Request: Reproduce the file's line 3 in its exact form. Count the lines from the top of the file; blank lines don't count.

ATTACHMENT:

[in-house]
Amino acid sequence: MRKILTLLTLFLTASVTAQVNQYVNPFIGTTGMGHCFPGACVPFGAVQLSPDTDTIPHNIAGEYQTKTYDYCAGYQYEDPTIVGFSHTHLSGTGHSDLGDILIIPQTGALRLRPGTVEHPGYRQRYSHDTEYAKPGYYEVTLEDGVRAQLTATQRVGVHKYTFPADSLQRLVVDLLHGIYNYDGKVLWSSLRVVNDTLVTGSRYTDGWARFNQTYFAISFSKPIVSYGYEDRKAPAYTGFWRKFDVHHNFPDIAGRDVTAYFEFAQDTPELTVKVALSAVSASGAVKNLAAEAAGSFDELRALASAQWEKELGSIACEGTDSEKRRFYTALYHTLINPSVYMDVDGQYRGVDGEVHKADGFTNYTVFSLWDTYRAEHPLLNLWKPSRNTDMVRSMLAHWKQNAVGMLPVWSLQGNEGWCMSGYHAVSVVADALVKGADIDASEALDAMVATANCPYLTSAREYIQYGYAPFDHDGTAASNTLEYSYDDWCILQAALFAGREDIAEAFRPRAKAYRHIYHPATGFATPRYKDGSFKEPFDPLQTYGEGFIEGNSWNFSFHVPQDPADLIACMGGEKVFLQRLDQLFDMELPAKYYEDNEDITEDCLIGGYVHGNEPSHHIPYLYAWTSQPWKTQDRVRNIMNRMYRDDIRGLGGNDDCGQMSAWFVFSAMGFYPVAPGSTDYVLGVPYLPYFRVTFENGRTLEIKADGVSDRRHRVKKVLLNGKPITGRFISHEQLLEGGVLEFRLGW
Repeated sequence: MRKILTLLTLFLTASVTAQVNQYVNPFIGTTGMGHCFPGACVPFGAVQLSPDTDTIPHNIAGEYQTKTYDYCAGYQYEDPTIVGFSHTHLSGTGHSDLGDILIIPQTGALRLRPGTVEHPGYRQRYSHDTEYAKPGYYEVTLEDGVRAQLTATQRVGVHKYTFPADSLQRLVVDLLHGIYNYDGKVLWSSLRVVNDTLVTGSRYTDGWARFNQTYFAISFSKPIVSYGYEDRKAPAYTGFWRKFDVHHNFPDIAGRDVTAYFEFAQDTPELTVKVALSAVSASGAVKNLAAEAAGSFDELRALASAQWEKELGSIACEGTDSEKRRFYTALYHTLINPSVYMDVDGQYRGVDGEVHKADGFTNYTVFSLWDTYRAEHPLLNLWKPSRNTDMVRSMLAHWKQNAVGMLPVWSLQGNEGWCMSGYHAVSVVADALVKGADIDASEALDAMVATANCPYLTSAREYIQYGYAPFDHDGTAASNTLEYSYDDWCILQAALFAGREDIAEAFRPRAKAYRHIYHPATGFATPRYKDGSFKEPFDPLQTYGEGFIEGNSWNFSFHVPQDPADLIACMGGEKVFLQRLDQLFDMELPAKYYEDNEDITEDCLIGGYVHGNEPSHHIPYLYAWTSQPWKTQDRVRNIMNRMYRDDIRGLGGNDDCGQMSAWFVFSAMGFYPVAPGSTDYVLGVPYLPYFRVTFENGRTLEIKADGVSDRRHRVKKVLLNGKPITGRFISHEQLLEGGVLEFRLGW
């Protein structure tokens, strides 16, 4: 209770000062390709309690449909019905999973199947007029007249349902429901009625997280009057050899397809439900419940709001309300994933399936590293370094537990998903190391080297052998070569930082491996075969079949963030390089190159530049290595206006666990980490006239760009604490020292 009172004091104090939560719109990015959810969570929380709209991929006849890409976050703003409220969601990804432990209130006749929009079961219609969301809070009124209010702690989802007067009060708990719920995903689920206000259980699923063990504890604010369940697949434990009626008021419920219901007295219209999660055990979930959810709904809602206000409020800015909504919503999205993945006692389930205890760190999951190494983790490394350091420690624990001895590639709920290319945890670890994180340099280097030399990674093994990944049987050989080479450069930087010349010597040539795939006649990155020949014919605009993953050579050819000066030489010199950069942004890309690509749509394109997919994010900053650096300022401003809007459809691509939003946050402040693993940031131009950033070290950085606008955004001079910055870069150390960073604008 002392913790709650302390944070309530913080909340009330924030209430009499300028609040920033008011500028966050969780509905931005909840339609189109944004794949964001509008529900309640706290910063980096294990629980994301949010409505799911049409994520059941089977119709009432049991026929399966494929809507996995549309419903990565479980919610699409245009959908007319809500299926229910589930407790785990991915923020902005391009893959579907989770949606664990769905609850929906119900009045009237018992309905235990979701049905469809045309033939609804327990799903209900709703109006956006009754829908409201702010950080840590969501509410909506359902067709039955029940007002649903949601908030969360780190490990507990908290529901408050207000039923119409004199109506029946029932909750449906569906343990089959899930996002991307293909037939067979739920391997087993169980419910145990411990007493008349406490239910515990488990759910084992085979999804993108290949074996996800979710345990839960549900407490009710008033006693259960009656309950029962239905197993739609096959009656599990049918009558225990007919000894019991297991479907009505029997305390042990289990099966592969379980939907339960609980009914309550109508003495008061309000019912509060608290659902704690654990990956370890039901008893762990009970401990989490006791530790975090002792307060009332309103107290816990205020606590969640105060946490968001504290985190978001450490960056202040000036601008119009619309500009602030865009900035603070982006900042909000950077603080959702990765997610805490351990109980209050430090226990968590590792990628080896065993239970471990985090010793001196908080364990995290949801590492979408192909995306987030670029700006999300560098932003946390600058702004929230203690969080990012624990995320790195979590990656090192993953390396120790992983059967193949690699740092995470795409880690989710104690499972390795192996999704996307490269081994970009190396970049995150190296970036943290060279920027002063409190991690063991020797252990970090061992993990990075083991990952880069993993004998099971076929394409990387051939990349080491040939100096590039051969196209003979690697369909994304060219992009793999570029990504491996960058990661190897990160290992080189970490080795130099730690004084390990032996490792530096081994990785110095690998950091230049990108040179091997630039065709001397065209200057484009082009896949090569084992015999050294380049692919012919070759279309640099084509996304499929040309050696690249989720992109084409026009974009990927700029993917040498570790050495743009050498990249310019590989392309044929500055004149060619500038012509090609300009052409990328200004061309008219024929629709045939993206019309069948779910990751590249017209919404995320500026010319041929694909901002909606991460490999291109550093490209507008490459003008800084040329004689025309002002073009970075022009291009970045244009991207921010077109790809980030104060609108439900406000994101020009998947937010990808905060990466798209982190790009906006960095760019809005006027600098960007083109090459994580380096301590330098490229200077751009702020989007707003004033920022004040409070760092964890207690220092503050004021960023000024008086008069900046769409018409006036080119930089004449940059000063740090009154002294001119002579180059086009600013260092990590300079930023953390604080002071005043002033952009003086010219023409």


Repeated sequence: MRKILTLLTLFLTASVTAQVNQYVNPFIGTTGMGHCFPGACVPFGAVQLSPDTDTIPHNIAGEYQTKTYDYCAGYQYEDPTIVGFSHTHLSGTGHSDLGDILIIPQTGALRLRPGTVEHPGYRQRYSHDTEYAKPGYYEVTLEDGVRAQLTATQRVGVHKYTFPADSLQRLVVDLLHGIYNYDGKVLWSSLRVVNDTLVTGSRYTDGWARFNQTYFAISFSKPIVSYGYEDRKAPAYTGFWRKFDVHHNFPDIAGRDVTAYFEFAQDTPELTVKVALSAVSASGAVKNLAAEAAGSFDELRALASAQWEKELGSIACEGTDSEKRRFYTALYHTLINPSVYMDVDGQYRGVDGEVHKADGFTNYTVFSLWDTYRAEHPLLNLWKPSRNTDMVRSMLAHWKQNAVGMLPVWSLQGNEGWCMSGYHAVSVVADALVKGADIDASEALDAMVATANCPYLTSAREYIQYGYAPFDHDGTAASNTLEYSYDDWCILQAALFAGREDIAEAFRPRAKAYRHIYHPATGFATPRYKDGSFKEPFDPLQTYGEGFIEGNSWNFSFHVPQDPADLIACMGGEKVFLQRLDQLFDMELPAKYYEDNEDITEDCLIGGYVHGNEPSHHIPYLYAWTSQPWKTQDRVRNIMNRMYRDDIRGLGGNDDCGQMSAWFVFSAMGFYPVAPGSTDYVLGVPYLPYFRVTFENGRTLEIKADGVSDRRHRVKKVLLNGKPITGRFISHEQLLEGGVLEFRLGW